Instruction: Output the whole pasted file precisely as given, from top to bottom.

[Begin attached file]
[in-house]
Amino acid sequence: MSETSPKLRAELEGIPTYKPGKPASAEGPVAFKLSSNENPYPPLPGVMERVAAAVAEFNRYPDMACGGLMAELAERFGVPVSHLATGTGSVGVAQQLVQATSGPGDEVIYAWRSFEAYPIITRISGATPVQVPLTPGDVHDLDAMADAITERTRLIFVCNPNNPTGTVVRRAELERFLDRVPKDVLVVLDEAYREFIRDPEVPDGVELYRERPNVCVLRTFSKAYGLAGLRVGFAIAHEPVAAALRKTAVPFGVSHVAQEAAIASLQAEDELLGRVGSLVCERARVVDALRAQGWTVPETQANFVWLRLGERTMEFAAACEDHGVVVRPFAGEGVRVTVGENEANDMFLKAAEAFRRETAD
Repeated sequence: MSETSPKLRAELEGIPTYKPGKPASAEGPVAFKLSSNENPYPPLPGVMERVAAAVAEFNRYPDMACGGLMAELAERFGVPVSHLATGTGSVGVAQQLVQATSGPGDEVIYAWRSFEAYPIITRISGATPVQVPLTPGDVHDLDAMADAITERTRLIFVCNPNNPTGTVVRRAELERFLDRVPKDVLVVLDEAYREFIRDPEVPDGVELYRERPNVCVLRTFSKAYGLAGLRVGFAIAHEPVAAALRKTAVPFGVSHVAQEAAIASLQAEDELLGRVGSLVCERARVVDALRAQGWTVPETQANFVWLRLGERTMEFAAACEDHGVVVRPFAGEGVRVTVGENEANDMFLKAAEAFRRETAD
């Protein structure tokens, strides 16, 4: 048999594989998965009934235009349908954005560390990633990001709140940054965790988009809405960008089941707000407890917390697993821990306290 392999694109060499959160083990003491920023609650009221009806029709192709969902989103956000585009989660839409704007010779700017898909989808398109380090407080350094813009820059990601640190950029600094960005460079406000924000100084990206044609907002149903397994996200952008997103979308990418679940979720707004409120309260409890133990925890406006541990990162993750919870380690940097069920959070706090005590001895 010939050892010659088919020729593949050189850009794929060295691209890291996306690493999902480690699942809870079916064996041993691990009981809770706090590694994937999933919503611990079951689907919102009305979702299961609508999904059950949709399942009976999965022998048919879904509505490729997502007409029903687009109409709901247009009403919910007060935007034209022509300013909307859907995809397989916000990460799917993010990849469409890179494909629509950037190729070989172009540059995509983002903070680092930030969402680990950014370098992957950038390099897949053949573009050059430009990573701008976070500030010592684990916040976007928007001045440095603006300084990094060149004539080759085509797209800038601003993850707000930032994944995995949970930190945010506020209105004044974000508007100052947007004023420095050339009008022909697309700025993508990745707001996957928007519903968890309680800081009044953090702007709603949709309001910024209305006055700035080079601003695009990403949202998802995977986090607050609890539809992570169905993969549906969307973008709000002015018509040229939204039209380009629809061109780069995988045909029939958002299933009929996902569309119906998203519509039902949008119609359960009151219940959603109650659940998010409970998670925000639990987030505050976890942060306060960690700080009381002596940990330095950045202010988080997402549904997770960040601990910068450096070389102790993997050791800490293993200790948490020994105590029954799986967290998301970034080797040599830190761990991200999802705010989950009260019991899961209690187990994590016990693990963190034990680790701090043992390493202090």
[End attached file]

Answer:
[in-house]
Amino acid sequence: MSETSPKLRAELEGIPTYKPGKPASAEGPVAFKLSSNENPYPPLPGVMERVAAAVAEFNRYPDMACGGLMAELAERFGVPVSHLATGTGSVGVAQQLVQATSGPGDEVIYAWRSFEAYPIITRISGATPVQVPLTPGDVHDLDAMADAITERTRLIFVCNPNNPTGTVVRRAELERFLDRVPKDVLVVLDEAYREFIRDPEVPDGVELYRERPNVCVLRTFSKAYGLAGLRVGFAIAHEPVAAALRKTAVPFGVSHVAQEAAIASLQAEDELLGRVGSLVCERARVVDALRAQGWTVPETQANFVWLRLGERTMEFAAACEDHGVVVRPFAGEGVRVTVGENEANDMFLKAAEAFRRETAD
Repeated sequence: MSETSPKLRAELEGIPTYKPGKPASAEGPVAFKLSSNENPYPPLPGVMERVAAAVAEFNRYPDMACGGLMAELAERFGVPVSHLATGTGSVGVAQQLVQATSGPGDEVIYAWRSFEAYPIITRISGATPVQVPLTPGDVHDLDAMADAITERTRLIFVCNPNNPTGTVVRRAELERFLDRVPKDVLVVLDEAYREFIRDPEVPDGVELYRERPNVCVLRTFSKAYGLAGLRVGFAIAHEPVAAALRKTAVPFGVSHVAQEAAIASLQAEDELLGRVGSLVCERARVVDALRAQGWTVPETQANFVWLRLGERTMEFAAACEDHGVVVRPFAGEGVRVTVGENEANDMFLKAAEAFRRETAD
């Protein structure tokens, strides 16, 4: 048999594989998965009934235009349908954005560390990633990001709140940054965790988009809405960008089941707000407890917390697993821990306290 392999694109060499959160083990003491920023609650009221009806029709192709969902989103956000585009989660839409704007010779700017898909989808398109380090407080350094813009820059990601640190950029600094960005460079406000924000100084990206044609907002149903397994996200952008997103979308990418679940979720707004409120309260409890133990925890406006541990990162993750919870380690940097069920959070706090005590001895 010939050892010659088919020729593949050189850009794929060295691209890291996306690493999902480690699942809870079916064996041993691990009981809770706090590694994937999933919503611990079951689907919102009305979702299961609508999904059950949709399942009976999965022998048919879904509505490729997502007409029903687009109409709901247009009403919910007060935007034209022509300013909307859907995809397989916000990460799917993010990849469409890179494909629509950037190729070989172009540059995509983002903070680092930030969402680990950014370098992957950038390099897949053949573009050059430009990573701008976070500030010592684990916040976007928007001045440095603006300084990094060149004539080759085509797209800038601003993850707000930032994944995995949970930190945010506020209105004044974000508007100052947007004023420095050339009008022909697309700025993508990745707001996957928007519903968890309680800081009044953090702007709603949709309001910024209305006055700035080079601003695009990403949202998802995977986090607050609890539809992570169905993969549906969307973008709000002015018509040229939204039209380009629809061109780069995988045909029939958002299933009929996902569309119906998203519509039902949008119609359960009151219940959603109650659940998010409970998670925000639990987030505050976890942060306060960690700080009381002596940990330095950045202010988080997402549904997770960040601990910068450096070389102790993997050791800490293993200790948490020994105590029954799986967290998301970034080797040599830190761990991200999802705010989950009260019991899961209690187990994590016990693990963190034990680790701090043992390493202090």